• We are using Tumblr (www.tumblr.com) to keep departmental blogs in our Visual, Media and Performing Arts faculties. We intend to use them as hubs for creative professional development, publishing examples of experiments with a variety of Web 2.0 tools. Students also seem to enjoy Tumblr. It's easy to set up, customisable and enables simple publishing by email. Several courses/classes now have their own Tumblr blog, including our experimental enquiry based learning course, Tallis Lab (www.tallislab.com). We are also using Google Docs successfully to aid collaboration. We publish departmental and faculty documents, share lesson plans, create lesson resources and collaborate with colleagues outside school. We have a Blogger blog for our staff/student creative learning action research group (http://creativetallis.blogs...) where we share our experience of using a range of online resources. We really like using Wallwisher but Spaaze and Stixy are also interesting alternatives for virtual noticeboards. I think Twitcam has real potential. We recently used it to broadcast live from a sculpture project at a central London gallery. The artist we worked with has just contacted us to say that she was inspired to set up her own blog as a consequence of seeing the students working so naturally with new media.

  • Thanks for the speedy reply. I have been thinking about getting teachers to keep a reflective journal by blog but feel that they would not put in the time to make it worthwhile. I have recently found http://penzu.com/ for keeping an online journal of CPD via Nik Peachey http://nikpeachey.blogspot.... and am planning to try it out in the New Year.

    I really like the idea of wallwisher.com for post-training sharing of ideas and ti is much easier than keeping a blog going or asking people to keep logging in to a VLE.

    Have you used http://cmap.ihmc.us/ for concept mapping? I think it is much more powerful than other mapping tools (e.g. can add hyperlinks, link to other mind maps, embed documents, etc) but requires a download...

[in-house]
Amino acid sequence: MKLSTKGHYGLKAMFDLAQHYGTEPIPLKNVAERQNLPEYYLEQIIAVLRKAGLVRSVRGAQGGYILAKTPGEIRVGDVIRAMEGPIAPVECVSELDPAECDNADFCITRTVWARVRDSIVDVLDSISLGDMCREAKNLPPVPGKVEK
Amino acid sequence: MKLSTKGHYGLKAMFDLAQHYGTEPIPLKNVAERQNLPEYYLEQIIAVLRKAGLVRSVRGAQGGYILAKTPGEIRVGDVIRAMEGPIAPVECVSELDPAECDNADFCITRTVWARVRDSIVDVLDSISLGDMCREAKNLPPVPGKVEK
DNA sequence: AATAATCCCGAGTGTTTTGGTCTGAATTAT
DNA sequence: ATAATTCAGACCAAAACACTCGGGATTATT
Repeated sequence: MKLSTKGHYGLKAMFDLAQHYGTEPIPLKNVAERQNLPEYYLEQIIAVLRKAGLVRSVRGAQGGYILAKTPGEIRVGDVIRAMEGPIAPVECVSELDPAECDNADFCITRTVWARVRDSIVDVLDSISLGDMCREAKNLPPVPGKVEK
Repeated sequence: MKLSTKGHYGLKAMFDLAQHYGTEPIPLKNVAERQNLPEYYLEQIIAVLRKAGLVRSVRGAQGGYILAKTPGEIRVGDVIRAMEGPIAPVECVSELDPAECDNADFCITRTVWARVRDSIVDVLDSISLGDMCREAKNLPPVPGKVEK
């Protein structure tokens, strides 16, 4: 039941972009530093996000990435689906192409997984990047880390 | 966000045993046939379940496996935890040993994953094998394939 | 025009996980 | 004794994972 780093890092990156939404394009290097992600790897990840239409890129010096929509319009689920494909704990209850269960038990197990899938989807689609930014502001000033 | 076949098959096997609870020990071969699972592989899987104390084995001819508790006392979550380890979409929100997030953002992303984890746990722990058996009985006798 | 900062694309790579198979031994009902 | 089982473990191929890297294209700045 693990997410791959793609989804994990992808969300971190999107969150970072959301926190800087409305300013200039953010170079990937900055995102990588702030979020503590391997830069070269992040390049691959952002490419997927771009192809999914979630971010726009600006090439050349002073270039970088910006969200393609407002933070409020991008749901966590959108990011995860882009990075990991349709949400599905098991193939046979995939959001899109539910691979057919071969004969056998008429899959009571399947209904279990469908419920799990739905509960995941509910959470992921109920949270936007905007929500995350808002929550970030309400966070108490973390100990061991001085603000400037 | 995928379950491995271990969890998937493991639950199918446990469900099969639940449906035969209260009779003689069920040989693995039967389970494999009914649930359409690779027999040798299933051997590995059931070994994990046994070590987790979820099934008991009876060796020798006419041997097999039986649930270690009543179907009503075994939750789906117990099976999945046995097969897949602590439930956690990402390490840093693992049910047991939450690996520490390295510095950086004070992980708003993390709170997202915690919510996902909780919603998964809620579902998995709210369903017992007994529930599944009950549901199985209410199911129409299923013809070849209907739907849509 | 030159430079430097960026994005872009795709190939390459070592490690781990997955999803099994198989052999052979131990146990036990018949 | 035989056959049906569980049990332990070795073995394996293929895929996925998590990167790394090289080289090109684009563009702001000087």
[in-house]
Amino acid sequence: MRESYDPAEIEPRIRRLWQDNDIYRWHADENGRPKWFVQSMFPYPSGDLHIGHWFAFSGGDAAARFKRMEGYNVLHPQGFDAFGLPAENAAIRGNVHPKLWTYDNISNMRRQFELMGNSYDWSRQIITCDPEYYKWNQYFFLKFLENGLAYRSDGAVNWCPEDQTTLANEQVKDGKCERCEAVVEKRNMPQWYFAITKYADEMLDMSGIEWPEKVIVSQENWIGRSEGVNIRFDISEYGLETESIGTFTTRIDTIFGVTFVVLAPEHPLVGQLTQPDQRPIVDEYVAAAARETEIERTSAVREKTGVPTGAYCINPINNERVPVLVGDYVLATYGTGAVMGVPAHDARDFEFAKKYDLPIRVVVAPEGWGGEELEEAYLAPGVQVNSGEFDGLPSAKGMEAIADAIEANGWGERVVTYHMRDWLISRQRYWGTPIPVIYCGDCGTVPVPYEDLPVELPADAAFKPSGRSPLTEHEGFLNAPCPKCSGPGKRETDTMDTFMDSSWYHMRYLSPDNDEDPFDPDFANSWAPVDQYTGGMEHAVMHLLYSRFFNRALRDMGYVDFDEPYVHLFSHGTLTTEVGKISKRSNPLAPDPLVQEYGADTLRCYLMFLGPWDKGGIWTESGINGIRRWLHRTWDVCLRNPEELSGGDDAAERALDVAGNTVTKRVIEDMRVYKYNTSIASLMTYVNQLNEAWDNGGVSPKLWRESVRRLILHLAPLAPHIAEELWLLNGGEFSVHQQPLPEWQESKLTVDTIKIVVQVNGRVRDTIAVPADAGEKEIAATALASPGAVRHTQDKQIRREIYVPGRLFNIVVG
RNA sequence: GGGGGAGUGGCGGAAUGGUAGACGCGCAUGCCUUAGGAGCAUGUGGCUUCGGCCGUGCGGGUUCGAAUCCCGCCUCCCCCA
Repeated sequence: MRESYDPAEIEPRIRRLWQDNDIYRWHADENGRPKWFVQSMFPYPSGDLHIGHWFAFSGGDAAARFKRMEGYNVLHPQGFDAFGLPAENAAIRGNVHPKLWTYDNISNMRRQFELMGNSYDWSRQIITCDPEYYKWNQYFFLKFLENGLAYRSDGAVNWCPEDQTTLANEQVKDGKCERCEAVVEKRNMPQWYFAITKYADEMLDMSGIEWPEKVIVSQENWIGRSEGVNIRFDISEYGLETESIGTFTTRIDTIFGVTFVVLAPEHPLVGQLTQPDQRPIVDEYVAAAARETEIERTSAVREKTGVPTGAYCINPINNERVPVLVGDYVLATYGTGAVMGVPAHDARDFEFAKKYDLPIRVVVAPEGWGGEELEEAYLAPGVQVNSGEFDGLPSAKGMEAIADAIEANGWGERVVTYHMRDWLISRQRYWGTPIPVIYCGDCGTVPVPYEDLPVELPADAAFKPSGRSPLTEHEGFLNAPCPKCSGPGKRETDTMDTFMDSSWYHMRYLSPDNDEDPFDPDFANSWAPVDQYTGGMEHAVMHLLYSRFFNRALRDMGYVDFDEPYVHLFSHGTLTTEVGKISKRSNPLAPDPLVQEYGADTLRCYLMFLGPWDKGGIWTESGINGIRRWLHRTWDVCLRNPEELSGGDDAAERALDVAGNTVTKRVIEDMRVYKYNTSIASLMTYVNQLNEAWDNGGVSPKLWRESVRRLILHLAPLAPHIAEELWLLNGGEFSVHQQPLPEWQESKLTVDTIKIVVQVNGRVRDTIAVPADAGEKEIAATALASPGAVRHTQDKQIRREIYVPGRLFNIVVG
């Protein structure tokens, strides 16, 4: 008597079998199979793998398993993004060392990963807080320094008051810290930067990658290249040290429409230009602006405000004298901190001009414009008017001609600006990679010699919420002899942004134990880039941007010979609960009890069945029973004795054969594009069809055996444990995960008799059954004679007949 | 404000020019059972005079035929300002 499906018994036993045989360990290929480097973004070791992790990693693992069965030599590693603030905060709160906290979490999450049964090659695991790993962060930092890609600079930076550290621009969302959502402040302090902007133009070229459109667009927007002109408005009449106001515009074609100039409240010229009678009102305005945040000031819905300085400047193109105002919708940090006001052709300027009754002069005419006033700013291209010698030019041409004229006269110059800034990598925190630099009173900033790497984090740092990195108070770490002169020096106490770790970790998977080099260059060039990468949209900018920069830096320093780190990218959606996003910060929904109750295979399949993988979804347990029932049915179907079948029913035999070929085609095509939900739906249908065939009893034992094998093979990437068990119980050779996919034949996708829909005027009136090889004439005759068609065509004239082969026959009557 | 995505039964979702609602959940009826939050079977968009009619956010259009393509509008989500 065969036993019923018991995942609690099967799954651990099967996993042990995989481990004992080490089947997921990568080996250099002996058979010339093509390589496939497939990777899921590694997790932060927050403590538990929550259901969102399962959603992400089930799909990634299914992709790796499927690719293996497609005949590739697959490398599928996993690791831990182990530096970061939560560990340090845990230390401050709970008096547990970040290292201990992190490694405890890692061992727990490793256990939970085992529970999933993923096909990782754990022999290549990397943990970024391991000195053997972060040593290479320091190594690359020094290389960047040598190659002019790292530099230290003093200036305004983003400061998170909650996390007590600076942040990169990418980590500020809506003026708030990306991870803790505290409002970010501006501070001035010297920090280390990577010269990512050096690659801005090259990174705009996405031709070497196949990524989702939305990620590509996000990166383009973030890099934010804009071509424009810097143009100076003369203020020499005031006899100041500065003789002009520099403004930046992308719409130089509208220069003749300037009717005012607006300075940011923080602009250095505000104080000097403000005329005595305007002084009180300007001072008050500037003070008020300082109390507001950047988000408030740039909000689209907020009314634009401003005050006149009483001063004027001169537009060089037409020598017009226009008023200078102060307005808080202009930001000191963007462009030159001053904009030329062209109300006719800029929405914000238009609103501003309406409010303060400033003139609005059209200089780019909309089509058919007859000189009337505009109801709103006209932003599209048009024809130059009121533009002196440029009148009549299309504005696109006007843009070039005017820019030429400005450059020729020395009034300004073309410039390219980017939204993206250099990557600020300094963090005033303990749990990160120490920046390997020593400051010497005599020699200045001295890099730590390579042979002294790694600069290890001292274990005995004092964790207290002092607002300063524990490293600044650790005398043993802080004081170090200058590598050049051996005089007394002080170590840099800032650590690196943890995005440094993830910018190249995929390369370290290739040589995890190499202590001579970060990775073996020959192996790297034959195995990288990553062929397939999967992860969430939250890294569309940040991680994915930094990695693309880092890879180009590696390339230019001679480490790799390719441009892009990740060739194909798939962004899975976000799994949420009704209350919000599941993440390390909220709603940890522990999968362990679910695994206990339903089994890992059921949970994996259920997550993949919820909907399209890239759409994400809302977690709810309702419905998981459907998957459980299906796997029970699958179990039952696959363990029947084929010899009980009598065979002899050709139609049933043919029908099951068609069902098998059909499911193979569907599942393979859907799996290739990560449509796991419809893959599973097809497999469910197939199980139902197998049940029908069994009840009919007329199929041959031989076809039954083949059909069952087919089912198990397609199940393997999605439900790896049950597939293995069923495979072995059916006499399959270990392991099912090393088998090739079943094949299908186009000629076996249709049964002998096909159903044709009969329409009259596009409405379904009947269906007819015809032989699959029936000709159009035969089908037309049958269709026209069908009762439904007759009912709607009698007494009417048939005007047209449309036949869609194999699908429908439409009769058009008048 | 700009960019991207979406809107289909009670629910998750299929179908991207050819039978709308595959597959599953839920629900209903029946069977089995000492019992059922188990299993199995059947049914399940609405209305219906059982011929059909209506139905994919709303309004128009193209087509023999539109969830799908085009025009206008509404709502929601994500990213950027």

Btw, what is TEEP and PGC training? Postgrad Certificate...?

  • Thank you further suggestions and links Tony. Keep us informed how you get on with penzu : ) . I agree to an extent about your arguments for using blogs but if you persist then I feel that they can make a difference particularly if you schedule time to update it e.g. During Department or Team Meetings.

    For info on TEEP training please see www.teep.org.uk and for another post on this site: www.staffroomproject.com/ta... .

    Typo, I meant to say PGCE ; )

  • Do you have any feedback on using these? Any successful (or disastrous) projects? I have seen most of these too but not really put them to any meaningful use.


  • Hi Tony,

    Thank you for reading. We have used all of the suggestions mentioned in the post and they have worked on the continuum of well - excellent. I found working on a mutual blog somewhat time consuming in the beginning to get it up and running and perhaps not as easy as I had thought as people, in this case teachers, couldn't find the time to add their feedback at the start but this changed with time. An example of a successful collaboration using a combination of Drupal and a standard Blog can be found here: www.staffroomproject.com/?q... . Work completed on this website was later published please see: http://bit.ly/864CGI . We use collaborative Mind-Mapping, for example Mind-Meister (and to an extent Wallwisher.com e.g. see recent http://bit.ly/creativeTeach ) in TEEP and PGC training and find this tool superb to continue the discussion after having delivered training.


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